Train a decision tree and constructs a binary tree minimising the error in each tree.

     
  3. (3)

    Measure OOB errors.

     
  4. (4)

    As a result of this procedure, we have a large number of trees that are relatively independent that are used to classify a data point by majority of vote among them (in classification analysis) or averaged in order to obtain a data prediction (in regression analysis).

     

Bagging and out-of-bag estimation

A way to reduce variance and increase accuracy in statistical learning methods is to take many training sets from the population, to build separate prediction models, and to average the results (James et al. 2013). For example, we can get \( \hat{f}^{1} \left( x \right), \hat{f}^{2} \left( x \right), \ldots , \hat{f}^{B} \left( x \right) \) using B separate training sets and averaging them to obtain a low-variance statistical model given by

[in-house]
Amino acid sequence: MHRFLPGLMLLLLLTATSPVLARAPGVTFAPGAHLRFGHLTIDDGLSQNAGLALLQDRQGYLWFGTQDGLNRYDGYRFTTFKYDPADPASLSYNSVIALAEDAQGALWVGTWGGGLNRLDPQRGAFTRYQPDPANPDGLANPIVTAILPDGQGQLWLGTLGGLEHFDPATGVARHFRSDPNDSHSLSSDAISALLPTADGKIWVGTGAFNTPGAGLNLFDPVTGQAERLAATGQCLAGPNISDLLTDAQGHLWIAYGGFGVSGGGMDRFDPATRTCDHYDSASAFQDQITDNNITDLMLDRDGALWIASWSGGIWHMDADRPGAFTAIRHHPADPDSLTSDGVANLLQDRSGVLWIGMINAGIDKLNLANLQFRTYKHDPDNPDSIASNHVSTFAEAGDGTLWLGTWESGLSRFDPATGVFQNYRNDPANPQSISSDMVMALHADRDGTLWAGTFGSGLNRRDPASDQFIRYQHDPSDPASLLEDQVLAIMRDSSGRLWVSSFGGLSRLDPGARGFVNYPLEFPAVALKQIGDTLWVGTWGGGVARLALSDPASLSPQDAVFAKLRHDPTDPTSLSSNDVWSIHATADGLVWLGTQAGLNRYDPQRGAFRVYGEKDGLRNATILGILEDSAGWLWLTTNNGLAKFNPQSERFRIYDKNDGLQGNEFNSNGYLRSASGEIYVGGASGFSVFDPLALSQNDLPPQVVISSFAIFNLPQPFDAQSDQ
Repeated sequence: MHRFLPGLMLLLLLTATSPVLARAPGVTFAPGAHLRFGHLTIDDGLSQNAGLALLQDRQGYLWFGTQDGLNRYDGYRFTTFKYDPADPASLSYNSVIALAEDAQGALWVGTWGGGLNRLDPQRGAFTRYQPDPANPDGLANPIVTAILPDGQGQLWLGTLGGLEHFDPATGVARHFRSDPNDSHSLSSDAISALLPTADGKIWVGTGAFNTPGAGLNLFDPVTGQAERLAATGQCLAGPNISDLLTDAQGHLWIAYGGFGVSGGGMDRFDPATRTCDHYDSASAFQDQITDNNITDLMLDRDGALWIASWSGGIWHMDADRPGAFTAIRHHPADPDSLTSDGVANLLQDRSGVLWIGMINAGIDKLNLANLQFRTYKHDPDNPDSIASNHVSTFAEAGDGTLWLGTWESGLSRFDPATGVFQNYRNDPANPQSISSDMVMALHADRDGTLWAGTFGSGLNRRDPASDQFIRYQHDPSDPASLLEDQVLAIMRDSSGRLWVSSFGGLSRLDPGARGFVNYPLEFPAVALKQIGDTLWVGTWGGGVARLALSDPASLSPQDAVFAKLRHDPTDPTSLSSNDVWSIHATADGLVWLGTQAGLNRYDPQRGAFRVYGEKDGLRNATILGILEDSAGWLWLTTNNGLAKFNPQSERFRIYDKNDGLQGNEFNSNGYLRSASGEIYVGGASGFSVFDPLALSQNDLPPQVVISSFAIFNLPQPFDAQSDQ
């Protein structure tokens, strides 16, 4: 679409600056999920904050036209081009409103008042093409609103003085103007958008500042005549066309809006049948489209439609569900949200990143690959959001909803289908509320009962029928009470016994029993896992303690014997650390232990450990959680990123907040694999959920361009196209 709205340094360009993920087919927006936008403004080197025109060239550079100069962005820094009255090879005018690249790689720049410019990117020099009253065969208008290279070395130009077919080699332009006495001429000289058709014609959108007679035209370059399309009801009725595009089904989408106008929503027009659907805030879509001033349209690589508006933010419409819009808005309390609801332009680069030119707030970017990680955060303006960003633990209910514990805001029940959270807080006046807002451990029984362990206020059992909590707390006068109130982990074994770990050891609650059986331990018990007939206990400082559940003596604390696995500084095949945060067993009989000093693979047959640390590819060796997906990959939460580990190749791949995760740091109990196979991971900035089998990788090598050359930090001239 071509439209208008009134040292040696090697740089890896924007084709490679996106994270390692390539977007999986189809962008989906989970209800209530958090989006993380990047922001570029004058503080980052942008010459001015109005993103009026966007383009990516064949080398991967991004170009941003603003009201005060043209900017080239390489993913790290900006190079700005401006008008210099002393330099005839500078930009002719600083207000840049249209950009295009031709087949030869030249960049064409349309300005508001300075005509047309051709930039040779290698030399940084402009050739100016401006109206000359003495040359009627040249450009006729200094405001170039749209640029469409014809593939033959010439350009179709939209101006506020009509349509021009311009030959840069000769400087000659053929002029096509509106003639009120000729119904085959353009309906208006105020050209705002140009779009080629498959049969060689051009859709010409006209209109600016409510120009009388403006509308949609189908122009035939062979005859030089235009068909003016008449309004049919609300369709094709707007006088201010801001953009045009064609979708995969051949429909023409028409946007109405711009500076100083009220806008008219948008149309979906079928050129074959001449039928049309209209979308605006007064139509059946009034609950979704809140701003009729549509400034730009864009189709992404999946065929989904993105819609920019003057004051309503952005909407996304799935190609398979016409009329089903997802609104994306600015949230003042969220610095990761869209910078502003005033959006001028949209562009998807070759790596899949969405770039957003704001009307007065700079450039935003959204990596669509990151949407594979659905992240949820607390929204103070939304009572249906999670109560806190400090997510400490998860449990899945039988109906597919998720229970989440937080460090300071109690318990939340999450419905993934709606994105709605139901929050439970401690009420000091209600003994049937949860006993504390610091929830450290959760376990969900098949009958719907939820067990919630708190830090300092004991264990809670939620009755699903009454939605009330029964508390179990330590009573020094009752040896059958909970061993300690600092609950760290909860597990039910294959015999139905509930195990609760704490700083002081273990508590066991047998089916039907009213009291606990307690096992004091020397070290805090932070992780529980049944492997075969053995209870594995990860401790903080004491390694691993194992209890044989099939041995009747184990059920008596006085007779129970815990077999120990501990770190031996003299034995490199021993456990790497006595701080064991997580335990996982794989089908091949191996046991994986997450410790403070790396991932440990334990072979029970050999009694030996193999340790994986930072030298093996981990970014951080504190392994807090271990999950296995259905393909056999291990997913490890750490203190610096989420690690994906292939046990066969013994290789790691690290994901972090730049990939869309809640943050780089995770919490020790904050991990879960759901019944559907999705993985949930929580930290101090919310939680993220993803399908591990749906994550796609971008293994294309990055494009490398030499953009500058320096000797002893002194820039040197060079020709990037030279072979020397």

$$ \hat{f}_{\text{avg}} \left( x \right) = \frac{ 1}{ B}\mathop \sum \limits_{b = 1}^{B} \hat{f}^{b} (x). $$
However, most commonly, we do not have access to multiple training sets, so an alternative is to bootstrap the original data. Bagging or bootstrapped data sample can be done to reduce the variance of a statistical learning method (Breiman 1996; Liang et al. 2011). In the RF approach, we generate B different bootstrapped training data sets that are then averaged to obtain a single low-variance model prediction (James et al. 2013). We then train our model on the bth bootstrapped training set in order to get \( \hat{f}^{*b} (x) \), and finally average all the predictions, to obtain a regression (bagged) tree: